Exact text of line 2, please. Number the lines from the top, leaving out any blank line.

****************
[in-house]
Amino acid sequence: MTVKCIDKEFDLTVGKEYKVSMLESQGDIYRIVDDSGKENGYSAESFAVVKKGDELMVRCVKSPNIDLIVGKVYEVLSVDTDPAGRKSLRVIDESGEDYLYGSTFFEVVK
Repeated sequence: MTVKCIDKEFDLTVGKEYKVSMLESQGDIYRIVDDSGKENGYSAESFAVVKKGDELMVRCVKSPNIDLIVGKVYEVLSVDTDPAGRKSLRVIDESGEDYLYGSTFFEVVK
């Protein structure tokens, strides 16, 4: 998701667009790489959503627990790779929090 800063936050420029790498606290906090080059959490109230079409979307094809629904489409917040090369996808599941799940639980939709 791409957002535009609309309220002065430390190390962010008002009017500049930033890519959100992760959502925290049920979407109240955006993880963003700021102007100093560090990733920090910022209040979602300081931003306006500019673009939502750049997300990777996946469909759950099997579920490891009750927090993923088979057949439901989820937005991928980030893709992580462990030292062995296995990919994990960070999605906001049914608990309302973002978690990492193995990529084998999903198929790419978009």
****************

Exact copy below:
Amino acid sequence: MTVKCIDKEFDLTVGKEYKVSMLESQGDIYRIVDDSGKENGYSAESFAVVKKGDELMVRCVKSPNIDLIVGKVYEVLSVDTDPAGRKSLRVIDESGEDYLYGSTFFEVVK